I have lived in Washington, DC for most of the last seven years. I arrived with a car full of things in April 2003 and spent the first two baseball seasons watching the Baltimore Orioles. They were still semi-respectable then, as a decade had yet to pass without a post-season appearance. Camden Yards is still a great park today, though it echos sad songs of past glory among the empty green seats.
One fine March Saturday in 2005 I set my alarm clock for 6am and traveled to RFK Stadium for the first time to stand in line for Opening Day tickets. Baseball had returned to Washington. It was 7am, but I was wide awake, listening to stories told by old men who spoke of the Senators with a gleam in their eyes as if standing in that line had made them 30 years younger.
Was that a fun season, or what? No one expected that team to compete, yet there they were, sitting on top of the NL East at the end of June after losing only 6 games all month. Too bad July had to arrive. By the time the Cincinnati Reds rolled into Washington at the beginning of August, the Nats situation was so dire that I found myself rooting against my beloved Reds, for they had long since succumbed to their own mediocrity and were no longer in the race. Desperation filled RFK. The NL East lead had slipped away, and the Wild Card chances were unraveling, but the games were still meaningful. They haven't been since.
With the exception of 2008 when I was not in DC, I've gone to about 15-20 Nats games every season. In 2007, I had a partial season ticket plan that I received as a birthday present. I would call myself a Nationals fan.
But I feel that slipping away.
Why? Because I am so thoroughly annoyed by the Stephen Strasburg hype that I can hardly stand to read anything Nationals. Bill Ladsen, the Nationals beat writer for MLB.com, even tweeted to me that Strasburg was the second coming of Christ. They call Strasburg's starts "Strasmas." Half the city walks around in Strasburg jerseys. And they feel they were slighted that a pitcher who only had four big league starts was not chosen for the All Star game.
Guess what? The Nationals are still awful, and they will be for quite awhile.
I suppose I'm a bit spoiled because I was born a fan of the first professional baseball team. The Braves may lay claim to the "oldest continuous franchise" title, but that spans 3 cities. With the exception of 1871-1875 and 1880-1881 (we got kicked out of the National League for selling beer and playing games on Sundays), Cincinnati has had a professional baseball team since 1869. There's a reason we get to start every Opening Day at home. We've been around, and we know how to be baseball fans.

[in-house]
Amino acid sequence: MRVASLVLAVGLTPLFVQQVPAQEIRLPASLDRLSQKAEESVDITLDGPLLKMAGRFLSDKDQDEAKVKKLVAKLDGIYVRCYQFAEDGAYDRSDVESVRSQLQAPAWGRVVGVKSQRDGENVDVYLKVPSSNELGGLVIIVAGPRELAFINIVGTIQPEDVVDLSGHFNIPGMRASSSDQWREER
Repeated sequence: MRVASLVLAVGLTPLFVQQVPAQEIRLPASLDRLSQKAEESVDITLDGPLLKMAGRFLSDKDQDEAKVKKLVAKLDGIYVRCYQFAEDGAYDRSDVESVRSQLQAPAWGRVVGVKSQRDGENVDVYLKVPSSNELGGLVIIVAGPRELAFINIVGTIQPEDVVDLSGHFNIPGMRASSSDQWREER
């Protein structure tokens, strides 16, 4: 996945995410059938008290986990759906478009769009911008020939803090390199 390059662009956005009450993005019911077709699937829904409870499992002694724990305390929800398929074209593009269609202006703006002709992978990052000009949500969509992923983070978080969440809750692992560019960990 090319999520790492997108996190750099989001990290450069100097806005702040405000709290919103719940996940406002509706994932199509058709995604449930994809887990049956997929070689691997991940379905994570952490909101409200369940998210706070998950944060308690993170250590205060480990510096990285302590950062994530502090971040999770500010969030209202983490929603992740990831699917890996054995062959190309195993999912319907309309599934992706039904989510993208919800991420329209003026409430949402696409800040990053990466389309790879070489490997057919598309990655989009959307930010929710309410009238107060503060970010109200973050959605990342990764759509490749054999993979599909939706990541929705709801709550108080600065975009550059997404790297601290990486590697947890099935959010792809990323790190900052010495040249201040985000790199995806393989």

Were we pumped to see Jay Bruce's first game? Yes. Homer Bailey's? Yes. Johnny Cueto's? Yes. Mike Leake's? yes. Did I travel five hours in standstill traffic in 90 degree heat and no air conditioner to see Jay Bruce and Joey Votto play in Richmond a few years ago? Yes. Are we pumped to see Aroldis Chapman's Major League Debut sometime in the near future? Heck yes, oh heck yes.
But we also have perspective. When Jay or Homer or Johnny came up, we knew we weren't going to win in those seasons. Granted, they aren't of the same stock as Strasburg, but both Jay and Homer were the best prospects in baseball, hitting and pitching-wise.
Do Nationals fans have something to look forward to in the future? Yes. With young guys like Strasburg, Clippard, Storen, Zimmerman, and Desmond, it seems there is a light at the end of the tunnel of the misery of the last five years. At last there is something to be excited about. But come on. On Friday, there was a Strasburg press conference after the game. A meaningless game. A meaningless game in which he only went 6 innings.
Don't get me wrong. I know Strasburg is a rare talent. But perspective is needed, and that's something Natstown seems to be lacking. It's pushing longtime baseball fans like me AWAY from the team while attracting casual fans who are always willing to jump on the bandwagon of the trendy thing. All I ask is for a little perspective. And to resign Dunn.